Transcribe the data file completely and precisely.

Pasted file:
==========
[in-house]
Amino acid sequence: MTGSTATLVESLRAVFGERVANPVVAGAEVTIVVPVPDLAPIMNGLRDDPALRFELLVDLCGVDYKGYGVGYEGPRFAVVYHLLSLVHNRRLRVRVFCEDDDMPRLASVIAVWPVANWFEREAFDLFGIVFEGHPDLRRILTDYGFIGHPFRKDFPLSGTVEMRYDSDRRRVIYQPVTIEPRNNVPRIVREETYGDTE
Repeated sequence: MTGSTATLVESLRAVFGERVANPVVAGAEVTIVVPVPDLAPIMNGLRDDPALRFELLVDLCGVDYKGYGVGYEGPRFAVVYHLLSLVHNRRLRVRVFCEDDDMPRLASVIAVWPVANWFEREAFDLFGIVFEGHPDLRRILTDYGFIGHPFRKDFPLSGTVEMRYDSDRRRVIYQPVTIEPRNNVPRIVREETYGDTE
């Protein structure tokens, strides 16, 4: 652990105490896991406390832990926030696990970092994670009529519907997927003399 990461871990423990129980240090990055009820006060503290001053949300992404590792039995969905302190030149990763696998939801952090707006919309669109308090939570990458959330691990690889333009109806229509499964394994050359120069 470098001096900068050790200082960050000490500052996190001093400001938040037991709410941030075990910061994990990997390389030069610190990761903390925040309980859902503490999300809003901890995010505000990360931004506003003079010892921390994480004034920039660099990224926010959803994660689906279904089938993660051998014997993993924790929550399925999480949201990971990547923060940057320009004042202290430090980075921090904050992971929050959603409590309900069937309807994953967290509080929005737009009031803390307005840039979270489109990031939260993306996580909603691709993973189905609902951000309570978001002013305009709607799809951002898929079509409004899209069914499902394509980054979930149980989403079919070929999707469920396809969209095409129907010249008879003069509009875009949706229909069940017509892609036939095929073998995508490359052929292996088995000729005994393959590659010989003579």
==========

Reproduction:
[in-house]
Amino acid sequence: MTGSTATLVESLRAVFGERVANPVVAGAEVTIVVPVPDLAPIMNGLRDDPALRFELLVDLCGVDYKGYGVGYEGPRFAVVYHLLSLVHNRRLRVRVFCEDDDMPRLASVIAVWPVANWFEREAFDLFGIVFEGHPDLRRILTDYGFIGHPFRKDFPLSGTVEMRYDSDRRRVIYQPVTIEPRNNVPRIVREETYGDTE
Repeated sequence: MTGSTATLVESLRAVFGERVANPVVAGAEVTIVVPVPDLAPIMNGLRDDPALRFELLVDLCGVDYKGYGVGYEGPRFAVVYHLLSLVHNRRLRVRVFCEDDDMPRLASVIAVWPVANWFEREAFDLFGIVFEGHPDLRRILTDYGFIGHPFRKDFPLSGTVEMRYDSDRRRVIYQPVTIEPRNNVPRIVREETYGDTE
């Protein structure tokens, strides 16, 4: 652990105490896991406390832990926030696990970092994670009529519907997927003399 990461871990423990129980240090990055009820006060503290001053949300992404590792039995969905302190030149990763696998939801952090707006919309669109308090939570990458959330691990690889333009109806229509499964394994050359120069 470098001096900068050790200082960050000490500052996190001093400001938040037991709410941030075990910061994990990997390389030069610190990761903390925040309980859902503490999300809003901890995010505000990360931004506003003079010892921390994480004034920039660099990224926010959803994660689906279904089938993660051998014997993993924790929550399925999480949201990971990547923060940057320009004042202290430090980075921090904050992971929050959603409590309900069937309807994953967290509080929005737009009031803390307005840039979270489109990031939260993306996580909603691709993973189905609902951000309570978001002013305009709607799809951002898929079509409004899209069914499902394509980054979930149980989403079919070929999707469920396809969209095409129907010249008879003069509009875009949706229909069940017509892609036939095929073998995508490359052929292996088995000729005994393959590659010989003579």